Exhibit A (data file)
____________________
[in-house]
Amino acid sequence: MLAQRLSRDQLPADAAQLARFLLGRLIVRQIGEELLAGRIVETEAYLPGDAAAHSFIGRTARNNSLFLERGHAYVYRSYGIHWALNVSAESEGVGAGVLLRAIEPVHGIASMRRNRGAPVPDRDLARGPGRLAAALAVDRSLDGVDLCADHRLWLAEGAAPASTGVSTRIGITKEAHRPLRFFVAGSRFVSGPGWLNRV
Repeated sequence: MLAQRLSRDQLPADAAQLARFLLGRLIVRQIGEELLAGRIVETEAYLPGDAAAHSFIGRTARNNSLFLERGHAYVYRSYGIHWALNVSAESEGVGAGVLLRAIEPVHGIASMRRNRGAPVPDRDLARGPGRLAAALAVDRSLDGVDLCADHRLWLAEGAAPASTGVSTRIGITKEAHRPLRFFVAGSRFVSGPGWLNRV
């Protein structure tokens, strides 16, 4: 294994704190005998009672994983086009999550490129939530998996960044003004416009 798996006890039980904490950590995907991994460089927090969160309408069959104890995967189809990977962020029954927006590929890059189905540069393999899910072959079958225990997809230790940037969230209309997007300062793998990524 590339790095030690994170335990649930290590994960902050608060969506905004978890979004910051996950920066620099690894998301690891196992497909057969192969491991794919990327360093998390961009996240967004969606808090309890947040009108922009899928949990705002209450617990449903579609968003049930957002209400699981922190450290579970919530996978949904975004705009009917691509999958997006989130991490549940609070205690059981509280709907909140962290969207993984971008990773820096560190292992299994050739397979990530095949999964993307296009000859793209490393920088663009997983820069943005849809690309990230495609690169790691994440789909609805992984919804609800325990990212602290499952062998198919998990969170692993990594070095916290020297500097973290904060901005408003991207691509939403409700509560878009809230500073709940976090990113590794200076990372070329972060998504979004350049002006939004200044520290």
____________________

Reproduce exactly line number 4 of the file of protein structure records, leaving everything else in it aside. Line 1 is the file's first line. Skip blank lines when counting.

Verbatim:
């Protein structure tokens, strides 16, 4: 294994704190005998009672994983086009999550490129939530998996960044003004416009 798996006890039980904490950590995907991994460089927090969160309408069959104890995967189809990977962020029954927006590929890059189905540069393999899910072959079958225990997809230790940037969230209309997007300062793998990524 590339790095030690994170335990649930290590994960902050608060969506905004978890979004910051996950920066620099690894998301690891196992497909057969192969491991794919990327360093998390961009996240967004969606808090309890947040009108922009899928949990705002209450617990449903579609968003049930957002209400699981922190450290579970919530996978949904975004705009009917691509999958997006989130991490549940609070205690059981509280709907909140962290969207993984971008990773820096560190292992299994050739397979990530095949999964993307296009000859793209490393920088663009997983820069943005849809690309990230495609690169790691994440789909609805992984919804609800325990990212602290499952062998198919998990969170692993990594070095916290020297500097973290904060901005408003991207691509939403409700509560878009809230500073709940976090990113590794200076990372070329972060998504979004350049002006939004200044520290």